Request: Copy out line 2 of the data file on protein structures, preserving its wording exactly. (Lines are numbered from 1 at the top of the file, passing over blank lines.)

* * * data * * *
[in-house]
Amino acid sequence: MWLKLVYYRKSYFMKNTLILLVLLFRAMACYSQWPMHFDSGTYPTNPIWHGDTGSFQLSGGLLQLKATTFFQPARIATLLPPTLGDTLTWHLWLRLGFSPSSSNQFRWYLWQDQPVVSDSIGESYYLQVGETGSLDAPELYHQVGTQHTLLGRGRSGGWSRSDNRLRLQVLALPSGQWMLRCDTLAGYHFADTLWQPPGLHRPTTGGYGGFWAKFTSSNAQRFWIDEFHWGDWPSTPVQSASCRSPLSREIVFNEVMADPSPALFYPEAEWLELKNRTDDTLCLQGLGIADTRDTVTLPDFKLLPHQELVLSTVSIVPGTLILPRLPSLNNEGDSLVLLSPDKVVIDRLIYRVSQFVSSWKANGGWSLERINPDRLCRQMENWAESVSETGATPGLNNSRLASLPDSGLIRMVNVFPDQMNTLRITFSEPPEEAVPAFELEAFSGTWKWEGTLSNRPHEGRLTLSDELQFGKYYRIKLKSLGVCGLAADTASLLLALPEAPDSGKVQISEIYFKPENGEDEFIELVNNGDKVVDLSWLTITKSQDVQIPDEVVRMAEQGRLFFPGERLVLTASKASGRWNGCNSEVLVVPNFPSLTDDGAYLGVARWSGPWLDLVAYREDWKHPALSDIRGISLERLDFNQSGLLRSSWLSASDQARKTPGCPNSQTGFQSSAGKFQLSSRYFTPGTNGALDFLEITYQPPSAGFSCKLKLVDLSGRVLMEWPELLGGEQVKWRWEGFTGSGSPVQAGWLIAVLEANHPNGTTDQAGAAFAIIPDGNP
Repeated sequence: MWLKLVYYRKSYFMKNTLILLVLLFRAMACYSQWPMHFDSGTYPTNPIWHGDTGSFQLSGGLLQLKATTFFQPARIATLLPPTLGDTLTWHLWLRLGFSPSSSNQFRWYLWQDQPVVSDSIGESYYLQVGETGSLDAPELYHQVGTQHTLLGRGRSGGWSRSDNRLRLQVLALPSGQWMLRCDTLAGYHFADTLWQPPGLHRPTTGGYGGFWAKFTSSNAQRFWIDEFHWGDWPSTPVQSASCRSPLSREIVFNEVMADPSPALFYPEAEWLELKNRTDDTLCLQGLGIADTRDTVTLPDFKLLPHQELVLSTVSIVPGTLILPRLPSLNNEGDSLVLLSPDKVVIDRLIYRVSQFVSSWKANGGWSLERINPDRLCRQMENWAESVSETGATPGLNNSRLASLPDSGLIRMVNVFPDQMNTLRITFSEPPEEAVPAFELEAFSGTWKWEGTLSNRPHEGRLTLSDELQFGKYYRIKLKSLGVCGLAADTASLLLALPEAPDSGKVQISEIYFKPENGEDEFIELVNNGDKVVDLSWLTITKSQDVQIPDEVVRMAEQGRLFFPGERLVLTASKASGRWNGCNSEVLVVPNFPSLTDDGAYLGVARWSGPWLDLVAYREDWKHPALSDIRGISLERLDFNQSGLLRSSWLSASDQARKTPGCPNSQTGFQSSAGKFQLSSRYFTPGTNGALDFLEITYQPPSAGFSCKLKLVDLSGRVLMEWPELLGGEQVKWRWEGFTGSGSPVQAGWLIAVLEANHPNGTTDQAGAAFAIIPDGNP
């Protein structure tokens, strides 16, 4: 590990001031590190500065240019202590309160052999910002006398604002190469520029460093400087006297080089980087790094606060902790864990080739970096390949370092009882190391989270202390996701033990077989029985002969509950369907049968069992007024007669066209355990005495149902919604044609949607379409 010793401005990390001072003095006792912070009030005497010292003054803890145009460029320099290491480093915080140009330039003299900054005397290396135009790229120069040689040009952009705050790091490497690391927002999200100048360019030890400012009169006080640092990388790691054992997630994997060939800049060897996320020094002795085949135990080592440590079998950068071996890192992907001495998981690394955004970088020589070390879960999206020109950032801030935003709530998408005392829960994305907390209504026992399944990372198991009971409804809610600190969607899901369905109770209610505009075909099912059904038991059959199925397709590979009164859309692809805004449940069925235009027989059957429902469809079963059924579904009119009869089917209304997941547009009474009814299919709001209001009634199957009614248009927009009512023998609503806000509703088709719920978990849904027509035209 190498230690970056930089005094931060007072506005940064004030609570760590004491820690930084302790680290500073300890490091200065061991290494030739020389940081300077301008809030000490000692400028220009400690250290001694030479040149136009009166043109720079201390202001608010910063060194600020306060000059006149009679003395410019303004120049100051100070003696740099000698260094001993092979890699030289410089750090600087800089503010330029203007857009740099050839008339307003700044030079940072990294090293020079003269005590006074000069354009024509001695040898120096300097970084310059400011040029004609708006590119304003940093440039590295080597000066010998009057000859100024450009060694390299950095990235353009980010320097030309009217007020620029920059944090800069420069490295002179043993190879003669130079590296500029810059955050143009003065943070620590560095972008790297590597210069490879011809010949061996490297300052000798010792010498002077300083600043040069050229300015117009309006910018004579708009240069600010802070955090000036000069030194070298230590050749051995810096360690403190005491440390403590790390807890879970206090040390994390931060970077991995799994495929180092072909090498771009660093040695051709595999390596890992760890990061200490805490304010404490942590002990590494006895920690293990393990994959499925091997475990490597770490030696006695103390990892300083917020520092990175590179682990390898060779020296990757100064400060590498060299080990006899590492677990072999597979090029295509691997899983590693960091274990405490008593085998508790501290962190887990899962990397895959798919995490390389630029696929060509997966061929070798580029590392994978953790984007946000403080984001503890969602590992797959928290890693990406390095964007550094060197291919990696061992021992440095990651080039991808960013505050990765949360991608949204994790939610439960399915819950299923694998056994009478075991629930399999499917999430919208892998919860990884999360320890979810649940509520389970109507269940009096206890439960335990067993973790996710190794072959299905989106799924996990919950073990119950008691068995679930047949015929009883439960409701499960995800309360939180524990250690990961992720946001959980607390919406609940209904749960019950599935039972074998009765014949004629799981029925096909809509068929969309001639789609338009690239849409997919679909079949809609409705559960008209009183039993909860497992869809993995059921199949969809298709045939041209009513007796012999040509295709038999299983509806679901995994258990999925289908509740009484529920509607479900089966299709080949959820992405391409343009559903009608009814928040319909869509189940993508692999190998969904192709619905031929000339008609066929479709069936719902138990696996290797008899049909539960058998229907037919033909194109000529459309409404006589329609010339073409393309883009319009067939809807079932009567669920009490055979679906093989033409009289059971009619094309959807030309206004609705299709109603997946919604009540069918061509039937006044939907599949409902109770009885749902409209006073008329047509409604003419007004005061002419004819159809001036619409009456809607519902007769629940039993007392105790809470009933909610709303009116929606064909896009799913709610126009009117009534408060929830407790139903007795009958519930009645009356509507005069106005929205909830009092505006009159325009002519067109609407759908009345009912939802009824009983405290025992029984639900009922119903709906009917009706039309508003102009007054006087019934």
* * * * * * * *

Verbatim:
Amino acid sequence: MWLKLVYYRKSYFMKNTLILLVLLFRAMACYSQWPMHFDSGTYPTNPIWHGDTGSFQLSGGLLQLKATTFFQPARIATLLPPTLGDTLTWHLWLRLGFSPSSSNQFRWYLWQDQPVVSDSIGESYYLQVGETGSLDAPELYHQVGTQHTLLGRGRSGGWSRSDNRLRLQVLALPSGQWMLRCDTLAGYHFADTLWQPPGLHRPTTGGYGGFWAKFTSSNAQRFWIDEFHWGDWPSTPVQSASCRSPLSREIVFNEVMADPSPALFYPEAEWLELKNRTDDTLCLQGLGIADTRDTVTLPDFKLLPHQELVLSTVSIVPGTLILPRLPSLNNEGDSLVLLSPDKVVIDRLIYRVSQFVSSWKANGGWSLERINPDRLCRQMENWAESVSETGATPGLNNSRLASLPDSGLIRMVNVFPDQMNTLRITFSEPPEEAVPAFELEAFSGTWKWEGTLSNRPHEGRLTLSDELQFGKYYRIKLKSLGVCGLAADTASLLLALPEAPDSGKVQISEIYFKPENGEDEFIELVNNGDKVVDLSWLTITKSQDVQIPDEVVRMAEQGRLFFPGERLVLTASKASGRWNGCNSEVLVVPNFPSLTDDGAYLGVARWSGPWLDLVAYREDWKHPALSDIRGISLERLDFNQSGLLRSSWLSASDQARKTPGCPNSQTGFQSSAGKFQLSSRYFTPGTNGALDFLEITYQPPSAGFSCKLKLVDLSGRVLMEWPELLGGEQVKWRWEGFTGSGSPVQAGWLIAVLEANHPNGTTDQAGAAFAIIPDGNP